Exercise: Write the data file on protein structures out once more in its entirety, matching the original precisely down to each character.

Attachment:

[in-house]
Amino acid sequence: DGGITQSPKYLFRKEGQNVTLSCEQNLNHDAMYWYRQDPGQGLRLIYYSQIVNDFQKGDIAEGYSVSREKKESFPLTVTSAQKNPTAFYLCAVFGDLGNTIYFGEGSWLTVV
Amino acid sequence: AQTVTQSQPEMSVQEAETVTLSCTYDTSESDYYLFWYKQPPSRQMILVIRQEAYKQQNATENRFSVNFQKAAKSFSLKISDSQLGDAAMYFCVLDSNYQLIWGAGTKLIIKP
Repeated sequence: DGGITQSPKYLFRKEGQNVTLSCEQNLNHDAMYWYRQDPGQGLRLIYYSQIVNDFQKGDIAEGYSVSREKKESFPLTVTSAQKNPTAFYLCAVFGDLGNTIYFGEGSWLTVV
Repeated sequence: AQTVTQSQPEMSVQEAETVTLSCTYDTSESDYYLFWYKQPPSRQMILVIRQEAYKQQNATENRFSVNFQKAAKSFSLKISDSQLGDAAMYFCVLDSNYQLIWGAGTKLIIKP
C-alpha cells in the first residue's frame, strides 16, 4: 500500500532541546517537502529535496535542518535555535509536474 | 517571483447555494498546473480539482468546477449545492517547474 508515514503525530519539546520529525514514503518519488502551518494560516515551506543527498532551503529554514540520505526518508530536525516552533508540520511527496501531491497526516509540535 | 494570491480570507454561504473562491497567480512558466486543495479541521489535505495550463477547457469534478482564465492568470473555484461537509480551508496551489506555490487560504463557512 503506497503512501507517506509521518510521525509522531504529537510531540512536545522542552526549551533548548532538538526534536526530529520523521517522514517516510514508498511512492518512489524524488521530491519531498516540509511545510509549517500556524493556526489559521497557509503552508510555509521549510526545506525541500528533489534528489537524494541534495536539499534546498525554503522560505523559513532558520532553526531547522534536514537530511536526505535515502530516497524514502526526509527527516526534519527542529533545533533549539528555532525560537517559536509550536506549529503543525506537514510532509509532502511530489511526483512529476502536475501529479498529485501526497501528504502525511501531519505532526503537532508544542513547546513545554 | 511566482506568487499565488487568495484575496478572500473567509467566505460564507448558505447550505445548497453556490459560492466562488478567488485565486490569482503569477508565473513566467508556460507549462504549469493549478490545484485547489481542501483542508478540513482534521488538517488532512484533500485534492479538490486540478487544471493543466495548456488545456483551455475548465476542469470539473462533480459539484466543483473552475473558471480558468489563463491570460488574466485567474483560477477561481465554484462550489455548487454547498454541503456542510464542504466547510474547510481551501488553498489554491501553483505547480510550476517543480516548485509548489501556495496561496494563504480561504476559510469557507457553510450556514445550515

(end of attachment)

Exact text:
[in-house]
Amino acid sequence: DGGITQSPKYLFRKEGQNVTLSCEQNLNHDAMYWYRQDPGQGLRLIYYSQIVNDFQKGDIAEGYSVSREKKESFPLTVTSAQKNPTAFYLCAVFGDLGNTIYFGEGSWLTVV
Amino acid sequence: AQTVTQSQPEMSVQEAETVTLSCTYDTSESDYYLFWYKQPPSRQMILVIRQEAYKQQNATENRFSVNFQKAAKSFSLKISDSQLGDAAMYFCVLDSNYQLIWGAGTKLIIKP
Repeated sequence: DGGITQSPKYLFRKEGQNVTLSCEQNLNHDAMYWYRQDPGQGLRLIYYSQIVNDFQKGDIAEGYSVSREKKESFPLTVTSAQKNPTAFYLCAVFGDLGNTIYFGEGSWLTVV
Repeated sequence: AQTVTQSQPEMSVQEAETVTLSCTYDTSESDYYLFWYKQPPSRQMILVIRQEAYKQQNATENRFSVNFQKAAKSFSLKISDSQLGDAAMYFCVLDSNYQLIWGAGTKLIIKP
C-alpha cells in the first residue's frame, strides 16, 4: 500500500532541546517537502529535496535542518535555535509536474 | 517571483447555494498546473480539482468546477449545492517547474 508515514503525530519539546520529525514514503518519488502551518494560516515551506543527498532551503529554514540520505526518508530536525516552533508540520511527496501531491497526516509540535 | 494570491480570507454561504473562491497567480512558466486543495479541521489535505495550463477547457469534478482564465492568470473555484461537509480551508496551489506555490487560504463557512 503506497503512501507517506509521518510521525509522531504529537510531540512536545522542552526549551533548548532538538526534536526530529520523521517522514517516510514508498511512492518512489524524488521530491519531498516540509511545510509549517500556524493556526489559521497557509503552508510555509521549510526545506525541500528533489534528489537524494541534495536539499534546498525554503522560505523559513532558520532553526531547522534536514537530511536526505535515502530516497524514502526526509527527516526534519527542529533545533533549539528555532525560537517559536509550536506549529503543525506537514510532509509532502511530489511526483512529476502536475501529479498529485501526497501528504502525511501531519505532526503537532508544542513547546513545554 | 511566482506568487499565488487568495484575496478572500473567509467566505460564507448558505447550505445548497453556490459560492466562488478567488485565486490569482503569477508565473513566467508556460507549462504549469493549478490545484485547489481542501483542508478540513482534521488538517488532512484533500485534492479538490486540478487544471493543466495548456488545456483551455475548465476542469470539473462533480459539484466543483473552475473558471480558468489563463491570460488574466485567474483560477477561481465554484462550489455548487454547498454541503456542510464542504466547510474547510481551501488553498489554491501553483505547480510550476517543480516548485509548489501556495496561496494563504480561504476559510469557507457553510450556514445550515